Bedrock Core is an Open Source template that includes micro services, components and patterns that tie together Kubernetes, Elasticsearch, MongoDB, Node.js and React.

Bedrock Core was developed by me and several software developer friends over the past years in response to the fragmented application development landscape. It started out as a template to keep our own sanity, but over time we’ve improved on this with every production deployment.

I think APIs, data and infrastructure automation are corner stones of any modern application. The components inside Bedrock Core all work together and have been meticulously chosen to reduce the friction of developing production-grade platforms.

In this article I’ll show you how easy it is to create your own stack that includes full cloud ownership, DevOps automation, SysOps playbooks, JSON APIs, an API Portal, User Management and much more.

Generating Your Code Base

To get started, run this in your Terminal to create a new project:

curl -s https://install.bedrock.io | bash

This script will prompt for your project name and intended domain:

You can let this script push to an empty Github repository or you can manually push it after the fact.

Your Mono Repo

You'll now have a mono repository that holds your entire platform:

  • deployment/ - Kubernetes & Terraform deployment automation and playbooks. This includes a full features backup system and data store deployment (Mongo, Elasticsearch, Data pipeline) for your platform.
  • services/api - A Node.js API, enabled with authentication middleware, OpenAPI, Mongoose ORM and other best practices.
  • services/web - A React Single Page App (SPA) that can interact with that API. Includes React Router, authentication screens, placeholder, API portal, dashboard and a repository of components and helper functions.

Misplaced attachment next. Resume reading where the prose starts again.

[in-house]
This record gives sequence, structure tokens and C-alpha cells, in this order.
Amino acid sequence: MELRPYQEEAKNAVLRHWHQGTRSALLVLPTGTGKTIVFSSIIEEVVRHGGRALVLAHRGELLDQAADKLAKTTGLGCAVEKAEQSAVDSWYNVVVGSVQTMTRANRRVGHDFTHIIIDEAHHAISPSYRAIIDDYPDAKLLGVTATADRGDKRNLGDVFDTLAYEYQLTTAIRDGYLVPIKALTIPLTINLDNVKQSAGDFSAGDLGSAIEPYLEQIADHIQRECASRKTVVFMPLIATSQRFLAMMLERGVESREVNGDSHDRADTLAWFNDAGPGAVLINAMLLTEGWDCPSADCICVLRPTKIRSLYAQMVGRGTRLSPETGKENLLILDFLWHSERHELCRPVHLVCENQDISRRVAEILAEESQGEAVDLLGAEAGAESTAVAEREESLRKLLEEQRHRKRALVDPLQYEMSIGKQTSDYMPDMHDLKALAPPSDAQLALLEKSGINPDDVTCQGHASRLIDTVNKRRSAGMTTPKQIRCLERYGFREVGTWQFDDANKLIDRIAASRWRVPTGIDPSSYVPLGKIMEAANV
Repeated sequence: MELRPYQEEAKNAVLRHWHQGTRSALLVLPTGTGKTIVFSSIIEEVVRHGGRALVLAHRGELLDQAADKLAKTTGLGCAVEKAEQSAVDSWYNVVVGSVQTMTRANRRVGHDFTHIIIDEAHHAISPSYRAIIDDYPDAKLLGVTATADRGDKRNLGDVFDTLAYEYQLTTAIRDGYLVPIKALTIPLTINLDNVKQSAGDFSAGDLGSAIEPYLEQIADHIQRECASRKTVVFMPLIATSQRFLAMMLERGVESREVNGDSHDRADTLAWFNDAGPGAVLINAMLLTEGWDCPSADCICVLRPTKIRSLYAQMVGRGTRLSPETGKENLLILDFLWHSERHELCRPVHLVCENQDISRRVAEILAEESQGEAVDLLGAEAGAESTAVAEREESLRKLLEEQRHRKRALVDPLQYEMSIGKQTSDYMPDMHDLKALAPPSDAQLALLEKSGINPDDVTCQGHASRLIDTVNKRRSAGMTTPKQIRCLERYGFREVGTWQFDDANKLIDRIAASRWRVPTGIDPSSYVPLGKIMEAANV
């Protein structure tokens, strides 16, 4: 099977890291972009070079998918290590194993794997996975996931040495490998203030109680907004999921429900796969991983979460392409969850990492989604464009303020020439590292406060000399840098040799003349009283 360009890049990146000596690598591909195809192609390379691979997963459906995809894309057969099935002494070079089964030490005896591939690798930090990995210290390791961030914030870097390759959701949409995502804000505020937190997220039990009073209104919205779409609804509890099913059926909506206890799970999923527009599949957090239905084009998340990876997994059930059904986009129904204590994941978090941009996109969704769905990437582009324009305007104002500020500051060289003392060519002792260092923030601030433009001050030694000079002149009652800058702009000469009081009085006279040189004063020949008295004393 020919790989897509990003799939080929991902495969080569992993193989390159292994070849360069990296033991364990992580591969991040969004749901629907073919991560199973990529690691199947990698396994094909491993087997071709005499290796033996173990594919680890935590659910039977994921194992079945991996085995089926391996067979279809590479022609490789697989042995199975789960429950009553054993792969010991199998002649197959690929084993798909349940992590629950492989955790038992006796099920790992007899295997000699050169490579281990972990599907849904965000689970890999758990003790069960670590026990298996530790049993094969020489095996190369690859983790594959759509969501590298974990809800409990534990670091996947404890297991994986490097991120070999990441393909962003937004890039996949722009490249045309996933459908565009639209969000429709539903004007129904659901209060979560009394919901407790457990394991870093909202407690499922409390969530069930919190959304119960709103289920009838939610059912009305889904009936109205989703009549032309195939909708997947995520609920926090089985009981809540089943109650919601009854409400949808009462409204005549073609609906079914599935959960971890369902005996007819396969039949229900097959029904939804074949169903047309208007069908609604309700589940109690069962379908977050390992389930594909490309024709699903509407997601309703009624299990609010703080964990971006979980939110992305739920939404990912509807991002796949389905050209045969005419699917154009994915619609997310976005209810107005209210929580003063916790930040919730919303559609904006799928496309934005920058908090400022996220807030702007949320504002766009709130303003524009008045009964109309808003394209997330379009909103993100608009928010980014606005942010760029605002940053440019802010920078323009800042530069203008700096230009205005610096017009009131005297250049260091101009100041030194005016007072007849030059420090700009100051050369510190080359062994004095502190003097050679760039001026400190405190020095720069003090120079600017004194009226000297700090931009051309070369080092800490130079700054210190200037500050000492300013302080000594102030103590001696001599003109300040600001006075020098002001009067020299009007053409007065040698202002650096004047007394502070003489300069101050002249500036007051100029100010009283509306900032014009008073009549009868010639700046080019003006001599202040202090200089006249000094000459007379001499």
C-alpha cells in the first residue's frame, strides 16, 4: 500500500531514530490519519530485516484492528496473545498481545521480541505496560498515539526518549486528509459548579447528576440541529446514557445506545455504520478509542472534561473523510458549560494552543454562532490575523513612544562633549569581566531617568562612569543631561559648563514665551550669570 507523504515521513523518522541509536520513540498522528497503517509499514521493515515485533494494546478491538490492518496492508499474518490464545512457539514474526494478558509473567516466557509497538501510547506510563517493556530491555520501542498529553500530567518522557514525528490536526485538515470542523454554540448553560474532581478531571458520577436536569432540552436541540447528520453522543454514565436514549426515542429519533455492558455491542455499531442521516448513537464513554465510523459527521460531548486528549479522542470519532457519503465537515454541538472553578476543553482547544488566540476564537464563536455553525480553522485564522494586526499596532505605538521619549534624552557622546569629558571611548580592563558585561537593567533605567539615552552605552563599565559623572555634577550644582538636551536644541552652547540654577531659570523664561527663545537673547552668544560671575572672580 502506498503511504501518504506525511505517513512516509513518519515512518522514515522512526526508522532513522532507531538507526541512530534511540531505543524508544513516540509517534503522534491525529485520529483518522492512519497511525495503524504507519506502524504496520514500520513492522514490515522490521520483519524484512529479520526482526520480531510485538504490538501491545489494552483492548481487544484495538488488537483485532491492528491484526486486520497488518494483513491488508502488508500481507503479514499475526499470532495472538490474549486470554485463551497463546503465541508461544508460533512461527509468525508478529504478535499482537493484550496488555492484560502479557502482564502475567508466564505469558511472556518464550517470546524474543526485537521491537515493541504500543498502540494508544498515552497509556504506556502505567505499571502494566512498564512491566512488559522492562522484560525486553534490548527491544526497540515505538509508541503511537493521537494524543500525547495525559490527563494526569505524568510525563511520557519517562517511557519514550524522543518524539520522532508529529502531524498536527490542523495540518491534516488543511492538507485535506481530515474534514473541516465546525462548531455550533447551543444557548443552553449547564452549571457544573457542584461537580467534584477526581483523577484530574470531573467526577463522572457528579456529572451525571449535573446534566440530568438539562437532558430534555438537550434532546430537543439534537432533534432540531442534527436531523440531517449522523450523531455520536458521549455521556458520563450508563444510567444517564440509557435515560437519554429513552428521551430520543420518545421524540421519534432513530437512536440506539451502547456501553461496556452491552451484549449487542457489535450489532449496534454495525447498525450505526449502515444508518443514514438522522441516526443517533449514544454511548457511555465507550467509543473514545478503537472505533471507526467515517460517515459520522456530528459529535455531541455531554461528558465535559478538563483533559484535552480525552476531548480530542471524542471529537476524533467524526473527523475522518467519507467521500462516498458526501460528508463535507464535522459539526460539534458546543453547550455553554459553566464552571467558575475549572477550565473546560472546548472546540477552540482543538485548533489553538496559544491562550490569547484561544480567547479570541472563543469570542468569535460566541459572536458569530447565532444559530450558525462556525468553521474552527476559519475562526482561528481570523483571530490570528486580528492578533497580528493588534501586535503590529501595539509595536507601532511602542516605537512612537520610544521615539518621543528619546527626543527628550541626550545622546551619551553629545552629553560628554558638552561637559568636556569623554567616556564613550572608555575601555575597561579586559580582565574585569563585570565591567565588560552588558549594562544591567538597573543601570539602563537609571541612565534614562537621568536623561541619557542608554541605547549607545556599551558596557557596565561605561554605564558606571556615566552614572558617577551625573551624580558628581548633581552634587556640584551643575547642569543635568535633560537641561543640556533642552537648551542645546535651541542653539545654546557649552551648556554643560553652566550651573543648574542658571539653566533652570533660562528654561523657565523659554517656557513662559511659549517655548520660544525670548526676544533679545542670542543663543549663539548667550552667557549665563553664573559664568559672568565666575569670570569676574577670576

• Documentation for all aspects of your new platform (Github markdown)
  • CI system
Your CI system is already running using Github Actions

You can explore what this looks like simply by browsing the Bedrock Core repository: https://github.com/bedrockio/bedrock-core

Your First Deploy

With a single script Bedrock Core can provision your infrastructure. All you need to do is create an empty Google Cloud project with a valid billing account. I recommend creating a new Google Cloud project for every environment (staging, production) - for security, separation and billing reasons.

bedrock cloud bootstrap staging my-project-name

All of this and much more is all described in the deployments/README.md documentation.

This script may prompt you to install G-Cloud CLI and Terraform if you haven't yet. The process can take up to a couple of minutes and will do the following:

  • Enable the right services (e.g. Compute, Container) inside Google Cloud
  • Reserve IP addresses and auto-set these in the Kubernetes config files
  • Use Terraform to provision GCS Buckets, Disks and Kubernetes Cluster nodes
  • Use Docker to build and deploy all services/

Once completed, the script will show you the domains it's expecting:

These can be changed at any time by modifying the Kubernetes configuration (e.g. deployment/environments/staging/services/api-deployment.yml) - More about this can be found in the SysOps playbooks.

Your Kubernetes Cluster is now running in Google Cloud
We highly recommend using Cloudflare to take care of DNS, SSL and CDN

Congratulations, your new platform is ready!

Running Locally

So let's make some changes to our platform to get familiar with our codebase. In order to run the entire stack simply run Docker Compose your root:

docker-compose up

This will run MongoDB, the services/api and the services/web services. You can now access your app at http://localhost:2200.